Tyler Wishnoff

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This blog post is the second in a series that examines the results of a recent network security infrastructure survey conducted by SANS Institute[1]. It highlights key takeaways for network and security operations professionals to consider.

Managing network security and performance often feels like a balancing act. And the struggle is real for 48% of IT organizations that are using fewer than 50% of their available active security features due performance impact concerns. 

Even getting to 50% isn’t easy. Some teams are forced to put security at risk, starting out with fewer activated features while they figure out what it is their organizations really need.

Before you play another round of feature whack-a-mole, consider two ideas that can make for an easier time optimizing both performance and security:

Review Your Proof of Concept Process

As discussed in part one of this series, optimized proof of concepts (POCs) lead to deployments that are more secure. In addition, POCs eliminate the need for feature adjustments.

Most organizations encounter challenges when choosing to test with lab traffic. In fact, 57% of the time, it’s impossible to effectively test product features because lab traffic doesn’t adequately reflect the production environment. Testing with production traffic offers visibility into how the network will react to a deployment so that by the time a solution is rolled out, you have maximized active features and performance without adding risk and wasting time.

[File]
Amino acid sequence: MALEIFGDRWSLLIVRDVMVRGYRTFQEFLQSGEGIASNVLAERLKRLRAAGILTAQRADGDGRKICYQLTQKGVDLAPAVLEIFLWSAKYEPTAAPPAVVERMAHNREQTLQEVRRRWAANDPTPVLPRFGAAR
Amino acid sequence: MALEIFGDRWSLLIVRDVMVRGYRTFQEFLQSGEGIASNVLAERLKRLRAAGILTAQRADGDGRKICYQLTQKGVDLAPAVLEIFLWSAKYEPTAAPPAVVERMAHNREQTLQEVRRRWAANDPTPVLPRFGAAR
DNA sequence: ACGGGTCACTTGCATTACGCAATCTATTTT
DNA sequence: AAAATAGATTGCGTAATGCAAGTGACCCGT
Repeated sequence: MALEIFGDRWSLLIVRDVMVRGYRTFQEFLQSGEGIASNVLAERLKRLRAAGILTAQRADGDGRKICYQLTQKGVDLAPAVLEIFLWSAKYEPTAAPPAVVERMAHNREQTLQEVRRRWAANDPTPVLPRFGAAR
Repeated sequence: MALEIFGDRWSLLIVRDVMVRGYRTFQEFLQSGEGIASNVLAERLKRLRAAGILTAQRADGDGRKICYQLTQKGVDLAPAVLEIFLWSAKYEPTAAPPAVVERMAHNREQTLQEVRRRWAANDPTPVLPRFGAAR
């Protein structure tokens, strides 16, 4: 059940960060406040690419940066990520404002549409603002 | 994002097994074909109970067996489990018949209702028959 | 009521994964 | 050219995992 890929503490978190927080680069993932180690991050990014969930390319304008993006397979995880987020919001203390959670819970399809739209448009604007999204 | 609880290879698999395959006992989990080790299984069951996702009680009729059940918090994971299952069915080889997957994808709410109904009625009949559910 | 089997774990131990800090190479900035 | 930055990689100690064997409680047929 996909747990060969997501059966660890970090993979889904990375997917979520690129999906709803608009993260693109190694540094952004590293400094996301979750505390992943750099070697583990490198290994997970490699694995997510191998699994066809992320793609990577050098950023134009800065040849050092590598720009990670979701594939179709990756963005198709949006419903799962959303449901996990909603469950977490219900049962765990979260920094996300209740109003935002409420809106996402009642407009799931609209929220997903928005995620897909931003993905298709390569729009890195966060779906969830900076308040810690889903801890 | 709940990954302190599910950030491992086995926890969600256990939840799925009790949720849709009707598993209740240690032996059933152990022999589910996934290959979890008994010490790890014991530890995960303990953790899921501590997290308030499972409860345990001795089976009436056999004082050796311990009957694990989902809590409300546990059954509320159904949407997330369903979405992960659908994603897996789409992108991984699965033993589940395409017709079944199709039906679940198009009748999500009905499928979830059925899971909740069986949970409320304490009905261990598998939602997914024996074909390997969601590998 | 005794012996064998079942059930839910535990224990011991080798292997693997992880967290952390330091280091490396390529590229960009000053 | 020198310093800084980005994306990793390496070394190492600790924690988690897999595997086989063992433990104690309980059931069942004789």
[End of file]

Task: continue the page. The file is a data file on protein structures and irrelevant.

Plan for Scaling and Bandwidth Limitations

It’s worth considering how your network security will scale and support higher network speeds of 10, 40, and 100G.

Left unexamined, these factors have serious consequences. 68% of organizations that are unable to leverage all of their available active security features are hindered due to issues related to scalability and speed. Not planning for scale creates silos of visibility that complicate monitoring across distributed sites, generating opportunities for new threats. Not considering network speeds can result in overworked tools that drop packets and leave you vulnerable.

For both POCs and future network changes, implementing a unified packet plane, enabled through a packet flow system, allows you to logically separate your active security tools from your network. This has the benefit of making POCs easier and safer to execute with production traffic, while reducing the silos of visibility. A unified packet plane also manages the flow of packets between your network and tools of different speeds, keeping things secure and running smoothly.

New security deployments are inevitable. 79% of organizations will need to update their security infrastructure at some point due to end of life. Before you make your next move, consider how your approach can be improved with more thoughtful POCs and a unified packet plane in the mix.

Want to read the entire report from SANS? You can download it here.

[1] Network Security Infrastructure and Best Practices: A SANS Survey, 2017

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